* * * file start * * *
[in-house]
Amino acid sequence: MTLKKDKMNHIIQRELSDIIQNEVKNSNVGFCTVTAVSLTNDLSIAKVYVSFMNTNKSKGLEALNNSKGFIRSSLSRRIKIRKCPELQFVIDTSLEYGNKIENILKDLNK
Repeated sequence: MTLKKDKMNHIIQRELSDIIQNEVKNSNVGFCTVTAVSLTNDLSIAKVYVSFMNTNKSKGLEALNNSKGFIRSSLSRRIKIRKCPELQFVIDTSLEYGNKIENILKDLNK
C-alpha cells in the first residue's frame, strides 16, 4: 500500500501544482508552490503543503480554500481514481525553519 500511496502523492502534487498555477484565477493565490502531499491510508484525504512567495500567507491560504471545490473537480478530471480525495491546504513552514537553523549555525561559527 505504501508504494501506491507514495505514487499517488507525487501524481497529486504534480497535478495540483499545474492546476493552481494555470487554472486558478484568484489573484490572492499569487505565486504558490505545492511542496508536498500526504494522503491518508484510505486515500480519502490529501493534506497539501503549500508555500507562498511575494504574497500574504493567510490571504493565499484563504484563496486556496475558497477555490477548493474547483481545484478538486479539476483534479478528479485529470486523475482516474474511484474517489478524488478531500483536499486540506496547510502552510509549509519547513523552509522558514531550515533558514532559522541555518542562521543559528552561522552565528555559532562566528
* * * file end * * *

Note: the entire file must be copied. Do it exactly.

[in-house]
Amino acid sequence: MTLKKDKMNHIIQRELSDIIQNEVKNSNVGFCTVTAVSLTNDLSIAKVYVSFMNTNKSKGLEALNNSKGFIRSSLSRRIKIRKCPELQFVIDTSLEYGNKIENILKDLNK
Repeated sequence: MTLKKDKMNHIIQRELSDIIQNEVKNSNVGFCTVTAVSLTNDLSIAKVYVSFMNTNKSKGLEALNNSKGFIRSSLSRRIKIRKCPELQFVIDTSLEYGNKIENILKDLNK
C-alpha cells in the first residue's frame, strides 16, 4: 500500500501544482508552490503543503480554500481514481525553519 500511496502523492502534487498555477484565477493565490502531499491510508484525504512567495500567507491560504471545490473537480478530471480525495491546504513552514537553523549555525561559527 505504501508504494501506491507514495505514487499517488507525487501524481497529486504534480497535478495540483499545474492546476493552481494555470487554472486558478484568484489573484490572492499569487505565486504558490505545492511542496508536498500526504494522503491518508484510505486515500480519502490529501493534506497539501503549500508555500507562498511575494504574497500574504493567510490571504493565499484563504484563496486556496475558497477555490477548493474547483481545484478538486479539476483534479478528479485529470486523475482516474474511484474517489478524488478531500483536499486540506496547510502552510509549509519547513523552509522558514531550515533558514532559522541555518542562521543559528552561522552565528555559532562566528